By Chris Hogg
BBC News, Tokyo
An elderly man shuffled through the door of the classroom on the top floor of the Hiroshima Kokusai Gakuin High School.
The class of young teenagers watched in silence as he slowly and deliberately pulled some pictures out of his bag and propped them against the blackboard.
Yukio Yoshioka said Japan was both an aggressor and a victim
They showed young Japanese with horrific burns.
He unfolded a map of Hiroshima. There was a big red circle drawn around the centre of the city.
Finally he turned to the class and cleared his throat.
"It was hell," he said.
Yukio Yoshioka, 76, is what is known in Japan as a "hibakusha" - the word means a survivor of the atomic bombing.
When he was the same age as these schoolchildren he suffered terrible burns in the Hiroshima attack.
Now a pensioner, he's trying to pass on to a new generation the horrors of the atomic bomb.
It is not an easy task.
A new generation
The children sat impassively. As I watched them, it was hard to tell what they were feeling.
Before the class had started, they had been as rowdy and noisy as any teenagers anywhere else in the world.
But as they listened to him they were silent. No one asked any questions. Some of them, I'm sure, had heard this before.
Afterwards I asked him why he had come to the school.
"I feel it's important to try to make sure it never happens again," he said.
"We were the offending side, but also the victims. We harmed people in China, Korea and South East Asia. But the A-bomb was dropped on us, so we understand how difficult and terrible war is.
"We can understand how other people feel. We can see their point of view. I think that's what all the A-bomb survivors feel."
Further down the hall, another hibakusha was close to tears as she related her story to a class of children.
Despite the summer heat, Junko Kayashige was wearing a rather formal dress with a high neck.
"I try to cover my neck because of the damage," she said.
Ms Kayashige was six years old when the bomb was dropped on her city.
The scars she bears have been an embarrassment to her throughout her life.
Like many hibakusha she has suffered a great deal of discrimination from other Japanese, and that is why so many keep quiet.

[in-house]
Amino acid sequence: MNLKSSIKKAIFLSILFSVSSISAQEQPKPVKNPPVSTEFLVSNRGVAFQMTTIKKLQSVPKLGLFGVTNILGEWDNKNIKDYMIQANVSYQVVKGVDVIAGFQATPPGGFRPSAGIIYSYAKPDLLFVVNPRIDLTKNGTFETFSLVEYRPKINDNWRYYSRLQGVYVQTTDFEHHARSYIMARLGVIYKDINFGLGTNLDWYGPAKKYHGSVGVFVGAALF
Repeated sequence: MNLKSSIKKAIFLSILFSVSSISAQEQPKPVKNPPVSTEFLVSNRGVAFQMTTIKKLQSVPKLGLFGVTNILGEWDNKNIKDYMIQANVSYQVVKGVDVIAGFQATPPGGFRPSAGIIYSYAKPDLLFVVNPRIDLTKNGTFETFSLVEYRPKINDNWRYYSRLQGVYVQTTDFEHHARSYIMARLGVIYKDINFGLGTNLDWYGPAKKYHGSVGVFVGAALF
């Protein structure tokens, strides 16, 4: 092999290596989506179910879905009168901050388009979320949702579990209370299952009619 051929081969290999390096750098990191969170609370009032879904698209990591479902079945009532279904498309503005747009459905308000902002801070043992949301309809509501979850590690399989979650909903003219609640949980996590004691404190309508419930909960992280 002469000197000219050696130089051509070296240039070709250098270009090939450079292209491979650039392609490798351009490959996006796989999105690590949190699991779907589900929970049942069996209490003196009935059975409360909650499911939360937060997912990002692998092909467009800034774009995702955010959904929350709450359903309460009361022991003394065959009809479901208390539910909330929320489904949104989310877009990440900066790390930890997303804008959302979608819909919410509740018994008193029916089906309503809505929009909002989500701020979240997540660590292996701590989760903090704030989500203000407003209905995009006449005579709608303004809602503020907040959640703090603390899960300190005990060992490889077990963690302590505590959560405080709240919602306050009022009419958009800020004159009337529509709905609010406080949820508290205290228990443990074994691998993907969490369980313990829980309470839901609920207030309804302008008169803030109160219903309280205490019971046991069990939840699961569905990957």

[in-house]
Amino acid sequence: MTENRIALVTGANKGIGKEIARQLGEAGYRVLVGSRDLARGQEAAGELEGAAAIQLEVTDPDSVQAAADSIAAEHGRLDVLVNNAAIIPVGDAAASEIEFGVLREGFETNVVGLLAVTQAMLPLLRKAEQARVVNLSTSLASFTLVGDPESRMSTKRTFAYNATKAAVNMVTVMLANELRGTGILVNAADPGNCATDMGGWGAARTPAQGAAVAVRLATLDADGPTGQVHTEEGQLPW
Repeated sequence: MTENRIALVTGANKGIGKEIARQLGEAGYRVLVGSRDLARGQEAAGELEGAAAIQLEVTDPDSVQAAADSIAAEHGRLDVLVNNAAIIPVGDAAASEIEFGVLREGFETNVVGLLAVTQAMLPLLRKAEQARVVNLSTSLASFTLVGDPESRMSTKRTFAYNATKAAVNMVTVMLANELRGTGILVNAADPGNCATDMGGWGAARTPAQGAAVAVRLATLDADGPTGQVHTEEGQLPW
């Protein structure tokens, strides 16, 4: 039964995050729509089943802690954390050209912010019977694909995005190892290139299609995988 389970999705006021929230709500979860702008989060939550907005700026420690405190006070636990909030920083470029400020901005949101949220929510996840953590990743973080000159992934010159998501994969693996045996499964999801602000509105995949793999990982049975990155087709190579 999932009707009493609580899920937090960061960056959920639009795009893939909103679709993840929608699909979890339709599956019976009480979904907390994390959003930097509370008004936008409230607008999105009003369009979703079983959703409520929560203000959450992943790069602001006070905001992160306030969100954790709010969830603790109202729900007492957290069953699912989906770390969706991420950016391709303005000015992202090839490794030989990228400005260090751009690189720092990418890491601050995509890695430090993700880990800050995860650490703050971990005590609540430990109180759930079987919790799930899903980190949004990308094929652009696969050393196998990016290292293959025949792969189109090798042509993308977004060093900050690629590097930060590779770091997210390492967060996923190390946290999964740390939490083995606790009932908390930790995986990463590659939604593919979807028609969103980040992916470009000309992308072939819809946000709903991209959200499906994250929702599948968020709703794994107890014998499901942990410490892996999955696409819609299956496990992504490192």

But Junko Kayashige is different. She took the class back to that bright morning on 6 August 1945.
She said she remembered seeing the plane, and then experiencing the blast.
"When I came back to my senses," she said, "I found myself lying on the dirt ground under the window inside the house. My cousin was lying there too. My aunt and sister, who had been in the same room, had been blown further into the house."
In this classroom, the pupils did ask a couple of questions at the end.
One told her his grandfather's most frightening memory was of the piles of dead bodies waiting to be burned.
"I agree with your grandfather," she said. "The images of the dead stayed with me for months. In fact, the stain left by one corpse on the street was visible for weeks. But unless you move on, put it behind you, you can't get on with your life."
"I just want to talk while I can still talk," she told me afterwards.
"It doesn't matter if the young people understand or not - I just have to keep talking to them."
Junko Kayashige wears high-necked tops to cover her scars
The two hibakusha later met with others who had gone to see different classes, and they chatted about how the morning had gone.
"The other day I saw on television that talks on the non-proliferation treaty had broken down," said Ms Kayashige.
"It made me think that is partly because of the hibakusha's negligence. We haven't said enough to let the world know about the reality of the atomic bomb, especially in the United States. The US has the information but ordinary people don't know enough about it."
Mr Yoshioka agreed. "We really should eliminate war. It is the wish of those of us who experienced it. I want to pass on that wish to young people. That's why we're here today."
The average age of the hibakusha is now 72. It is hard to tell exactly how many are left, because many of those who survived the bombing kept quiet for fear of discrimination.
As well as visiting schools, hibakusha give talks to students in the city's Peace Park and work as peace volunteers in the city's museum.
Some find modern parallels to their suffering.
"When I see the children who've been bombed in Iraq," one woman told me, "I know why I have to carry on speaking out. We'll continue speaking out until people stop using these weapons."